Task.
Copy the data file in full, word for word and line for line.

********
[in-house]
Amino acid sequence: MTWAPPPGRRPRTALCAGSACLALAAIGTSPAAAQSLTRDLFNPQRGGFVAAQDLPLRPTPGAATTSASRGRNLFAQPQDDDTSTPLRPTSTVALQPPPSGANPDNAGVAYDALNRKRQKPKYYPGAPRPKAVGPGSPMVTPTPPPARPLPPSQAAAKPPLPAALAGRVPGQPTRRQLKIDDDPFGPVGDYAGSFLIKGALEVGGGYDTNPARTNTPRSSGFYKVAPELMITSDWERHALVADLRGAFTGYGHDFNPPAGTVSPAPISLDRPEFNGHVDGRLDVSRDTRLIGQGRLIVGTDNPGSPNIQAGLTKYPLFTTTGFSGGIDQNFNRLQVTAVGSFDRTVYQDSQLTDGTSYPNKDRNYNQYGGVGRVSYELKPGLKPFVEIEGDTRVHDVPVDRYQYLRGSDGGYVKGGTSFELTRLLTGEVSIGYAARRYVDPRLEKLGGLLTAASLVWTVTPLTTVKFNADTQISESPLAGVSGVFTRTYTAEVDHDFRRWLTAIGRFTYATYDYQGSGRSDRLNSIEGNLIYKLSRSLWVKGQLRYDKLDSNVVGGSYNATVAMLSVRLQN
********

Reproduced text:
[in-house]
Amino acid sequence: MTWAPPPGRRPRTALCAGSACLALAAIGTSPAAAQSLTRDLFNPQRGGFVAAQDLPLRPTPGAATTSASRGRNLFAQPQDDDTSTPLRPTSTVALQPPPSGANPDNAGVAYDALNRKRQKPKYYPGAPRPKAVGPGSPMVTPTPPPARPLPPSQAAAKPPLPAALAGRVPGQPTRRQLKIDDDPFGPVGDYAGSFLIKGALEVGGGYDTNPARTNTPRSSGFYKVAPELMITSDWERHALVADLRGAFTGYGHDFNPPAGTVSPAPISLDRPEFNGHVDGRLDVSRDTRLIGQGRLIVGTDNPGSPNIQAGLTKYPLFTTTGFSGGIDQNFNRLQVTAVGSFDRTVYQDSQLTDGTSYPNKDRNYNQYGGVGRVSYELKPGLKPFVEIEGDTRVHDVPVDRYQYLRGSDGGYVKGGTSFELTRLLTGEVSIGYAARRYVDPRLEKLGGLLTAASLVWTVTPLTTVKFNADTQISESPLAGVSGVFTRTYTAEVDHDFRRWLTAIGRFTYATYDYQGSGRSDRLNSIEGNLIYKLSRSLWVKGQLRYDKLDSNVVGGSYNATVAMLSVRLQN